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Are the U.S. seaports the secret gateway to decreasing deficit?

By Caroline Brooks | | @CarolineKBrooks


United States seaports on the East and West coasts have are waging a heated battle for shipping supremacy, with East Coast shipping corridors recently making significant gains, according to JLL research. But while that struggle may be causing discomfort in the ports of Los Angeles and New York, among others, it appears to be a positive sign for the overall U.S. economy.

"Efficient supply chain networks have a degree of flexibility built into them, and, this is causing a cargo shift in how goods enter the country.

Dain Fedora,JLL's Research Manager, Americas Industrial

As reported by Reuters, ("Trade Deficit Hits Six-Month Low as Exports Rise"),  the U.S. trade deficit narrowed in July to its lowest point in six months as exports rose to a record high, supporting predictions of sturdy economic growth in the third quarter. To see the rise of U.S. exports in action, look no further than the ports.

While West Coast ports remain dominant in real estate development and investment, JLL's sixth annual Seaport Outlook shows rapid growth and demand for space in ports on the East Coast. This, according to the firm's Ports Airports and Global Infrastructure (PAGI) group, helped drive shipping volumes to a high last year.

Development activity in the ports isn't just a real-estate matter, though; it also provides a clear view into the evolving U.S. trade deficit. While much of the investment still is driven by strong imports, domestic manufacturers and shippers are also competing for space as they seek to grow their export businesses.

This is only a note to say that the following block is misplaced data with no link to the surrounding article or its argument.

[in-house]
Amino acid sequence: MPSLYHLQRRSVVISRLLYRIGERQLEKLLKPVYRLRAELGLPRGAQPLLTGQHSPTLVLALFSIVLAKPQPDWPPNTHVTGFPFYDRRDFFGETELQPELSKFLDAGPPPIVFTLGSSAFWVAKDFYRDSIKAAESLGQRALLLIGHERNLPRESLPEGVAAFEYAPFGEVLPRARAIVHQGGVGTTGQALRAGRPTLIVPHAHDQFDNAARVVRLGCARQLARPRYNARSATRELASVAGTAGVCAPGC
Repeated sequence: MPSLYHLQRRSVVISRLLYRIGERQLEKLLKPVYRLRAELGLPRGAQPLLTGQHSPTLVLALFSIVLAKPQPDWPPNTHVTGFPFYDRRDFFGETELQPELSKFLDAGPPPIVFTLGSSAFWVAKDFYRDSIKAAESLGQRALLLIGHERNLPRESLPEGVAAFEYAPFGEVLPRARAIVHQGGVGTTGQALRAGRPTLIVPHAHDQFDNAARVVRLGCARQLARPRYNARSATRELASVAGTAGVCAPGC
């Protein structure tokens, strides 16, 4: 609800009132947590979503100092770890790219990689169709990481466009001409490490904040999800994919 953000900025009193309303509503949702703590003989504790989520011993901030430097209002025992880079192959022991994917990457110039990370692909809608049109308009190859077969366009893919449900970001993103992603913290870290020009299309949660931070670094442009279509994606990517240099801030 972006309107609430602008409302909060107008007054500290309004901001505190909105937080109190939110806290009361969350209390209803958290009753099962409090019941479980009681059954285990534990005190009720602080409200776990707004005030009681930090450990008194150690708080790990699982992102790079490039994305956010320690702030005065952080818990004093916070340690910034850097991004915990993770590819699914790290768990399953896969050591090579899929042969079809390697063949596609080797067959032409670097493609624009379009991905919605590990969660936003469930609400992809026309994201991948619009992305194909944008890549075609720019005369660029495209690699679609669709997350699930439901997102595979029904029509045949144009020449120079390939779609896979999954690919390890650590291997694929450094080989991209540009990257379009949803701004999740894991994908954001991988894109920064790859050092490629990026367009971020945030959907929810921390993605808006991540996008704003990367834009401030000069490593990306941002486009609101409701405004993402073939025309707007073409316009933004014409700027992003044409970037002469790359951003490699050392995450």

Dain Fedora, JLL's Research Manager, Americas Industrial, gives the real estate view:

"Efficient supply chain networks have a degree of flexibility built into them, and, this is causing a cargo shift in how goods enter the country. Namely, while West Coast seaports remain the primary entry point for goods from Asia entering the U.S., traffic is being increasingly diverted to Gulf/eastern complexes as a means to reduce gridlock and take into account potential disruptions, such as a port labor strike. This shift has not yet impacted the nation's biggest industrial markets, which are enjoying tightening market fundamentals characterized by declining vacancies, rising rents and speculative groundbreakings.

"Many eyes are on the Southeast however, which has lagged other industrial markets in its recovery. Atlanta, for instance, had a first quarter reminiscent of pre-recessionary levels and large blocks of warehouse space are dwindling; the Port of Savannah, currently the nation's fourth busiest cargo seaport largely influences Atlanta's industrial corridor. More imports means more demand for warehouse space. The Southeast is also a key manufacturing center, and heightened production is benefiting the nation's export figures; a notable example can be traced to BMW, which exports 250,000 cars through the Port of Charleston."

Read the full Reuters article here: Trade Deficit Hits Six-Month Low as Exports Rise
Download the full JLL report here: PAGI Seaport Outlook